of this Jllool lobon Wo ollclt tho
mot obttlnato caiciVim halleDgo the
world for a care we tecnt for treatment
and cannot cure lly our treatment tho
ulcers heal the hair grows again paler
disappear the akin become healthy and
maMagolpouibleandsafe
CURES GUARANTEED
ThoummUof young and middleaged
pen have their rand vitality nipped
111 early abuses later excelJel mmle
worry etc No matter tbo cause our
Now Method Treatment ii the refuge
WE CURE IMPOTENCY
A lid reJloro all parts to a normal condi
tion Ambition lIfo and energy are re
newed sad one foci I blniieil a man
among men livery eau II treated indt
Iduallno Ct110411benco our wonder
ful BUCCOM No matter what Bill you
onninltnt confidentially Wo can too
nlah bank bonds to guarantee to neoom
pltih what we claim
250000 CURED
WO tret and cmrel EMISSIONS
AItICOOELE SYIUIIII OLkIT
KTltUTfUItl hIIOfENlJ RIWItGT
nIlANA UrNA1UIIAL DtsciIAlw
Ejll IC ONRY and lILAllmn DMe
DNRYendBLAUDEltDheuerONtUiTAI1ON
rONtUiTAI1ON 1BBE DOOJ
FREunable tit call wrlto for
BOMB
FREH H DLANK color llOJE
P1tEATMENT
P1tEATMENTDR9
DRS
KENNEDY KERGAN
122 1 W Fourth St
CINCINNATI O
THE PROOF OF THE COAL
IS IN THE BURNING
Baskett Coal
TELLS ITS OWl STORY
When buying coal there are many things to take into con I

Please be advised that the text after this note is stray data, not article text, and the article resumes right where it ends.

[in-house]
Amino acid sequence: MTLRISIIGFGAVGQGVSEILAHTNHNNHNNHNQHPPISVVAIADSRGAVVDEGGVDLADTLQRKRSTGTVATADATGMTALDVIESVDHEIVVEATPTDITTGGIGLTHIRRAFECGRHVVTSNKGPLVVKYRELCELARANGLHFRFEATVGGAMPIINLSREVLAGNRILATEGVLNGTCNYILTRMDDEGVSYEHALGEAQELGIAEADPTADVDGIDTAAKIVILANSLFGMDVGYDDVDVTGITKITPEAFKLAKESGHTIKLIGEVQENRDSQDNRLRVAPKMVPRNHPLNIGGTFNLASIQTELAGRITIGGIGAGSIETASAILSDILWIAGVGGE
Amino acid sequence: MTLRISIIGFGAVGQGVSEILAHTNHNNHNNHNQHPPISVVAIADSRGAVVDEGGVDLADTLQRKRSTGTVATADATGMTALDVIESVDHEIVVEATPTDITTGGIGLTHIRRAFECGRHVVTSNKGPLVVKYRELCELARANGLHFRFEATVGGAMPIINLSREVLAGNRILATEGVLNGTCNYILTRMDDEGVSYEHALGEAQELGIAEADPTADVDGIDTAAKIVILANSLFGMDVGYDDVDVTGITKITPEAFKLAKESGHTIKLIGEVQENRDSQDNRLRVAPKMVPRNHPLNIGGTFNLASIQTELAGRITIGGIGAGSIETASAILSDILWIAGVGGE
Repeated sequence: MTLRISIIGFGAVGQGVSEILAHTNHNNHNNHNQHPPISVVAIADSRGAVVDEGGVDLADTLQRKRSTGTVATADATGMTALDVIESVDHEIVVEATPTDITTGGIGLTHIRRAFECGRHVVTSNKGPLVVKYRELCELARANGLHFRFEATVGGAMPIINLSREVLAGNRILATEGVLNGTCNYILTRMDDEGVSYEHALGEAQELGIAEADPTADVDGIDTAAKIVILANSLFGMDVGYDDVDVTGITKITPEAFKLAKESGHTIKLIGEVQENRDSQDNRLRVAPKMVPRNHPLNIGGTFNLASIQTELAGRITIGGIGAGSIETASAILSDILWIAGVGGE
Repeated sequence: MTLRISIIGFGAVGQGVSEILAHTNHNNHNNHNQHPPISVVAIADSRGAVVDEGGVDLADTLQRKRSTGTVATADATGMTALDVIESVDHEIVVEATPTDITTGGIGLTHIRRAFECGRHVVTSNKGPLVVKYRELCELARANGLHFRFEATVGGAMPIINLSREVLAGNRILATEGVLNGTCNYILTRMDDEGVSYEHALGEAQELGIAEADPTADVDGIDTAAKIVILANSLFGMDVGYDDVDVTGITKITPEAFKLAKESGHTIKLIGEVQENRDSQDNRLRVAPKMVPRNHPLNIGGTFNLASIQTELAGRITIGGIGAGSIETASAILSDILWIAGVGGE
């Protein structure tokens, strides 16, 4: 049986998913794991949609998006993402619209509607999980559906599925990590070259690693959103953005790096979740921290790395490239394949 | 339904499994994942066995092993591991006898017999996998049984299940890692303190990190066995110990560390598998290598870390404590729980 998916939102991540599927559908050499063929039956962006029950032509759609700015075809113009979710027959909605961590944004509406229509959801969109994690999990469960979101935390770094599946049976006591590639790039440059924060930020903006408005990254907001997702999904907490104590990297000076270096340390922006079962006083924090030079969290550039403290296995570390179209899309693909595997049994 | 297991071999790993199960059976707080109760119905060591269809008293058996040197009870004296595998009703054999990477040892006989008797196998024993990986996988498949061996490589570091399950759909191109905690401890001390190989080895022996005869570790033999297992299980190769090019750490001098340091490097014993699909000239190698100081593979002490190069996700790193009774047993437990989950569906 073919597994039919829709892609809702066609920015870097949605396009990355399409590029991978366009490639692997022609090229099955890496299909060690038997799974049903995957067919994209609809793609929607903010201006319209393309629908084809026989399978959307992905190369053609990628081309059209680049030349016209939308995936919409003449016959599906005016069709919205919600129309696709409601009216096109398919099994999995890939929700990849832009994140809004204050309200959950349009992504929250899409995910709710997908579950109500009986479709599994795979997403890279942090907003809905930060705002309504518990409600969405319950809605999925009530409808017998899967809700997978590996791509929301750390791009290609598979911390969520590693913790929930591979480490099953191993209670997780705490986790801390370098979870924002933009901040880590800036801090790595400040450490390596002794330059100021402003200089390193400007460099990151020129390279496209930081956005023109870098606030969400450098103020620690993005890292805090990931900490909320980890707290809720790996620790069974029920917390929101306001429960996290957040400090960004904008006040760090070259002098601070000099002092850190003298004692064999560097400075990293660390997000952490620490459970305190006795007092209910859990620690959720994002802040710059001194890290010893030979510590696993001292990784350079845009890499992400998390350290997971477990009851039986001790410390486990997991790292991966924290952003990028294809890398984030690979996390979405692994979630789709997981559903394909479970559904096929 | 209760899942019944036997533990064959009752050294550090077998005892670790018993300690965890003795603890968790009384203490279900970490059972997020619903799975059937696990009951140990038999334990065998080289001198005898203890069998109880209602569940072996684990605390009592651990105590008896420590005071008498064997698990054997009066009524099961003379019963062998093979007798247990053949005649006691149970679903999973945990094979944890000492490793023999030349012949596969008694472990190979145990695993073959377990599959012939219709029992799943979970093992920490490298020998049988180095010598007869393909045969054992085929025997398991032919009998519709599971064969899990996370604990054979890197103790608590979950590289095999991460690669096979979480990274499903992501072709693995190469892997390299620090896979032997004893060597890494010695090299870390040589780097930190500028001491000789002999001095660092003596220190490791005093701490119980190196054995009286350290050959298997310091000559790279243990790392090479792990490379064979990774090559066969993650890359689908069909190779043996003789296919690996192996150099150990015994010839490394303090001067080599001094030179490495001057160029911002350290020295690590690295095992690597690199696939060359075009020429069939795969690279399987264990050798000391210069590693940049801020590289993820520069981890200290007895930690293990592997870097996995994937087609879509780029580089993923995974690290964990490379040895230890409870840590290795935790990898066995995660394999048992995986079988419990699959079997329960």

sideration You want a clean economical coal that creates
heat without throwing ot ashes and dust and one that leaves
few clinkers
clinkersWE
WE HAVE WHAT
WHATYOU
YOU WANT
All we ask is that you give us a trial and we feel sure of
your further patronage for
Our Coal Advertises itself
SPECIAL PRICES IN CAR LOAD LOTS
ALL ORDERS WILL HAVE PROMPT ATTENTION
ADDRESS COMMUNICATIONS TO
I Pittsburgh Coal Company
Ii i S ASKEYT XY
H A
v P P
NW
W V A R E
Our stock is replete with many good
things Our
Clothing Shoes Hats
Dry Goods and Notions
Are the newest Our
Overcoat Department
Presents many rare bargains
In I all departments there are service
able NEW YEAR GIFTS that we are
selling at a great sacrifice
Make our place your
Stopping Headquarters
With a prosperous New Year to all
and soliciting your future patronage with
best wishes
JOLLY CAIN
Irvington Ky
SUITI I
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U UlIlABIUT U MnUHOIT1JOllllJI I
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LOUISVILLE KY
Lyons Laxative Syrup
Is a vegetable preparation absolutely
harmless in its effect it acts gently on
the kidneys liver and bowels cures con
stipation biliousness sick headache
clear the complexion and makes the
blood pure An ideal remedy for child
ren as well as adults
W N A A R y E V E H P P
EXPERIENCE BO YEARS I